# How do you verify (1 + cos theta)(1 - cos theta) = sin^2 theta?

##### 2 Answers
May 25, 2015

Use Pythagoras and the basic definitions of sine and cos
sin x = $\frac{o}{h}$
cos x = $\frac{a}{h}$
where o =the side opposite the angle x, a = the side adjacent to the angle x and h equals the hypotenuse of the right-angled triangle.

Pythagora states ${h}^{2} = {a}^{2} + {o}^{2}$
therefore $1 = {a}^{2} / {h}^{2} + {o}^{2} / {h}^{2}$
so 1 = ${\cos}^{2} \left(x\right) + {\sin}^{2} \left(x\right)$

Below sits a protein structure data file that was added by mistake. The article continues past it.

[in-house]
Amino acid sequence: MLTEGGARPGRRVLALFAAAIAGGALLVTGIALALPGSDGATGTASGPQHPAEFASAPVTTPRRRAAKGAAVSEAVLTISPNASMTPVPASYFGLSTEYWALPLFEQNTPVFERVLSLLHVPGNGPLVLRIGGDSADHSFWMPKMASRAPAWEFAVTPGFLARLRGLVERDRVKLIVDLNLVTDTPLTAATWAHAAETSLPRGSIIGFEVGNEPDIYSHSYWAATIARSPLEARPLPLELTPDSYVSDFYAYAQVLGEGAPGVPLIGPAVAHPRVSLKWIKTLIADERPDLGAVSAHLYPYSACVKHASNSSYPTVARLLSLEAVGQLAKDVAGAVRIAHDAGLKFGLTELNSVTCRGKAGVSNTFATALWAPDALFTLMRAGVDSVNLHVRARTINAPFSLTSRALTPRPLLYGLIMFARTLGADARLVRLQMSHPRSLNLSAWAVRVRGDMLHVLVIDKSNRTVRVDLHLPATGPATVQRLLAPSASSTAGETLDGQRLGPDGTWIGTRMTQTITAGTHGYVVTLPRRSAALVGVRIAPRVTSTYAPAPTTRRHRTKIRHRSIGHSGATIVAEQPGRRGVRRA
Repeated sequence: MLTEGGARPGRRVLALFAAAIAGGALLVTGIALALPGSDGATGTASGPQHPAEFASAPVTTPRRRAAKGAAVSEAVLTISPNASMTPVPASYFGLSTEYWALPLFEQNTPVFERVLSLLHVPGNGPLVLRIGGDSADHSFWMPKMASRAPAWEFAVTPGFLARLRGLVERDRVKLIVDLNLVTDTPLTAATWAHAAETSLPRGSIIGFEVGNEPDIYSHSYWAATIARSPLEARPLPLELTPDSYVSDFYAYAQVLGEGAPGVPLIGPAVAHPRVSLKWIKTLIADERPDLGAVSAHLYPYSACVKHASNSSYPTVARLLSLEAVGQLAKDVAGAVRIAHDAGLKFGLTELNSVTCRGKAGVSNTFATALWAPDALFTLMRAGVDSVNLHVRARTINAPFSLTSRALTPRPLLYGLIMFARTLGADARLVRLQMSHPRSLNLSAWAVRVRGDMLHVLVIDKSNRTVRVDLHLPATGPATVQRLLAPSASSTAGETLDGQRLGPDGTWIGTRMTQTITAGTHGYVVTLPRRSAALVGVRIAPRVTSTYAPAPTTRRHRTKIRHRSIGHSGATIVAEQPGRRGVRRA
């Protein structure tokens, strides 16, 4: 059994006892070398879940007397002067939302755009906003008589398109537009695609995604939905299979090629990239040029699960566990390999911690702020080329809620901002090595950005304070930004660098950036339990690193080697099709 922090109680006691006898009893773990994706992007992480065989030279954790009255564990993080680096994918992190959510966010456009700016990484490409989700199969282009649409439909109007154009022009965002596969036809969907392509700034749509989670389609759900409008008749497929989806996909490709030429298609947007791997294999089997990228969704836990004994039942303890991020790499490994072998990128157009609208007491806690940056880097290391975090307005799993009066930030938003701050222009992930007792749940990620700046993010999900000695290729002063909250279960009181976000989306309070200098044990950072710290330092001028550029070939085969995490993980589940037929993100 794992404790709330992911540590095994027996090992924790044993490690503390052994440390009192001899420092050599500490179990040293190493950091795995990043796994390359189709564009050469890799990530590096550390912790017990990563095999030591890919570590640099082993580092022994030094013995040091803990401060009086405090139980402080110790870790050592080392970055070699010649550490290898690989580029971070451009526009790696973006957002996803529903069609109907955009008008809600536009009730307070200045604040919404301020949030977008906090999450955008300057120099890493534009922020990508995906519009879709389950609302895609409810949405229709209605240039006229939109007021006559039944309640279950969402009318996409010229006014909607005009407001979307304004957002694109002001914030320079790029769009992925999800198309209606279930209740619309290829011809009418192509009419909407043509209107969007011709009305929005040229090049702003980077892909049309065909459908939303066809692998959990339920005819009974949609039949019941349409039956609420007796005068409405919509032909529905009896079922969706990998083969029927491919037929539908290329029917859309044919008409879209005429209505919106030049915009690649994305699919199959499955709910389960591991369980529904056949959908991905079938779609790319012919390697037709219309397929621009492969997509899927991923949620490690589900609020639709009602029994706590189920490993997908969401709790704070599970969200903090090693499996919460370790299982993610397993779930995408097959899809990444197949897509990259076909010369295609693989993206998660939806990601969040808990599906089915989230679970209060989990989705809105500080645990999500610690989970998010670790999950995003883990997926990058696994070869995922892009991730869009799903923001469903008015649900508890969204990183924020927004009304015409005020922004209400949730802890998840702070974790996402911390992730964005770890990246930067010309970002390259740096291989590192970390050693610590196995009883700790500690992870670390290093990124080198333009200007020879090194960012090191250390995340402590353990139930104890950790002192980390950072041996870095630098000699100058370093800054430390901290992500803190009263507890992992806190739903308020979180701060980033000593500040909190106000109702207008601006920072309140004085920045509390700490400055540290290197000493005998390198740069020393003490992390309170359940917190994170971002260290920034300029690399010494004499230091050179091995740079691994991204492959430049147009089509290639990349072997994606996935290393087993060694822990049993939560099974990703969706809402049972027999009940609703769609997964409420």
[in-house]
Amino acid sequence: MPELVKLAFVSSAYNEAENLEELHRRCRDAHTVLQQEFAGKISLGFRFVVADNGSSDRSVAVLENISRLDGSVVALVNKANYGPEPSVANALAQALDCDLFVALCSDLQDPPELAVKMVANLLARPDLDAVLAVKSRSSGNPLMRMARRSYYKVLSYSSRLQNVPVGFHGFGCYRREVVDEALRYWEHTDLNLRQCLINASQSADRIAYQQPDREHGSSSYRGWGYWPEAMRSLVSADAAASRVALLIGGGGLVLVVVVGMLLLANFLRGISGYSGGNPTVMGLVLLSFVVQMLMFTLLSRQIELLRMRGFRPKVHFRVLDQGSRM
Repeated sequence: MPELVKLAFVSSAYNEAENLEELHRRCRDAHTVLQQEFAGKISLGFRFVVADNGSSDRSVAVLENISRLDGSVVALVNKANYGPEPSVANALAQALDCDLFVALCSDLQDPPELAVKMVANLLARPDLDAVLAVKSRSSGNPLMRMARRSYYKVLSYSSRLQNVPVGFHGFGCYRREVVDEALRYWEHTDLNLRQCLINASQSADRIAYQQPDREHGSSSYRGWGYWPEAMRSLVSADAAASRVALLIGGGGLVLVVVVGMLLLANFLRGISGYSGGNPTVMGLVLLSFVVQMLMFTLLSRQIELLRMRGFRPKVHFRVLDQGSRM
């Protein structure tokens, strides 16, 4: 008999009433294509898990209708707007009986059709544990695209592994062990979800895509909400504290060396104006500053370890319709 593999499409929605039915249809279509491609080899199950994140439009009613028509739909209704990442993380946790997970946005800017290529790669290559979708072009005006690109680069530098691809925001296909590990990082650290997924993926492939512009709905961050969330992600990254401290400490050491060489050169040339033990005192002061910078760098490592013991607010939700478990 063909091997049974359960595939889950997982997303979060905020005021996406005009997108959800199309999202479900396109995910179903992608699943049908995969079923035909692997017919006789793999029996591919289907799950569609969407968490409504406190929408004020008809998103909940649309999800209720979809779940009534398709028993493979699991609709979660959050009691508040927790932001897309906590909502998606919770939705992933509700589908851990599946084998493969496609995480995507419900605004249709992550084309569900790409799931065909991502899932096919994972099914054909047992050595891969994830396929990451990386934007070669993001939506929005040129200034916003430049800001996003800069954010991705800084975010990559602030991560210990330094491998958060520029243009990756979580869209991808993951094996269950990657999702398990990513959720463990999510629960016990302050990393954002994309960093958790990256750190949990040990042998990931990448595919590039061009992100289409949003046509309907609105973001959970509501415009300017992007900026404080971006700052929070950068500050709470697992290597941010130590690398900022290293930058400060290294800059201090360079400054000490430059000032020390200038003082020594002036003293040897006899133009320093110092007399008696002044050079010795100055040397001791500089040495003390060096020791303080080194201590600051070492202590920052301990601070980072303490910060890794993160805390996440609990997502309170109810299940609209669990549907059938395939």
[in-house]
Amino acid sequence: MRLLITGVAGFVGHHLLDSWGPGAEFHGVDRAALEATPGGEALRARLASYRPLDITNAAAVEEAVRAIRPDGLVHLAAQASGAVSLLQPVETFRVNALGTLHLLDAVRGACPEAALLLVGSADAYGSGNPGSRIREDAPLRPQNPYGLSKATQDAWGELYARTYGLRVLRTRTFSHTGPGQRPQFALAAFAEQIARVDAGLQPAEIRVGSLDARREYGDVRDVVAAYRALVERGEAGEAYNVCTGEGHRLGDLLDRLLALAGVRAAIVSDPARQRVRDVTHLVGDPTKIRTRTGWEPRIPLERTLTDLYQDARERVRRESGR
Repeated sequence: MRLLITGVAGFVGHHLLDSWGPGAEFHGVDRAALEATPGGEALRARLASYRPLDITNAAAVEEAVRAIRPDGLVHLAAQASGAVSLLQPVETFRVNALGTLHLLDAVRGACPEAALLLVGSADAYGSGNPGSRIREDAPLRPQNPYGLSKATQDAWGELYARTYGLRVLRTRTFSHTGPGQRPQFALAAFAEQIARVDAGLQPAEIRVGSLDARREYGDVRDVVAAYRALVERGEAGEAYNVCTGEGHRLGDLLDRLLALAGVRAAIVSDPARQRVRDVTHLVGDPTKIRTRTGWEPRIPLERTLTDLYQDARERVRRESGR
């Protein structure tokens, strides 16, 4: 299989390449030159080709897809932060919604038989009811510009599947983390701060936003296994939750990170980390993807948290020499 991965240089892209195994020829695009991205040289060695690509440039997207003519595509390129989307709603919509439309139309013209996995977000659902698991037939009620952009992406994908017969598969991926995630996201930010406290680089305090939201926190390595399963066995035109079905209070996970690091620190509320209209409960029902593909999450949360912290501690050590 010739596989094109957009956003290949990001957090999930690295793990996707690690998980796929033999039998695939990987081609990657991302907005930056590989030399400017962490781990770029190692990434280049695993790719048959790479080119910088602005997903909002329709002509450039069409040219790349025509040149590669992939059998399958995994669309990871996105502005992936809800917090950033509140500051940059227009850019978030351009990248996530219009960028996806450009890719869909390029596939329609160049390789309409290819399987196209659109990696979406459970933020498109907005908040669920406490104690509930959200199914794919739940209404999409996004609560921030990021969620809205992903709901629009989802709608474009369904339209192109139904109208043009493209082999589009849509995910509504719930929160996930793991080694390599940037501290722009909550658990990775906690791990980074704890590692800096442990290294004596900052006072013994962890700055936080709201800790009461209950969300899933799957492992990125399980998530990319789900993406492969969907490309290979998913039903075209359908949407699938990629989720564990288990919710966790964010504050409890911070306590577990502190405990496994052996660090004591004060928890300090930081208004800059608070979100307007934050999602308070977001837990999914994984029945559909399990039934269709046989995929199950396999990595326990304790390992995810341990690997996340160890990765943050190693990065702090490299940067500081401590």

${\sin}^{2} \left(x\right) = 1 - {\cos}^{2} \left(x\right)$
tthen ${\sin}^{2} \left(x\right) = \left(1 - \cos \left(x\right)\right) \left(1 + \cos \left(x\right)\right)$

May 26, 2015

$\left(1 + \cos \theta\right) \left(1 - \cos \theta\right) = 1 - {\cos}^{2} \theta$

$= \left({\sin}^{2} \theta + {\cos}^{2} \theta\right) - {\cos}^{2} \theta$

$= {\sin}^{2} \theta + \left({\cos}^{2} \theta - {\cos}^{2} \theta\right)$

$= {\sin}^{2} \theta$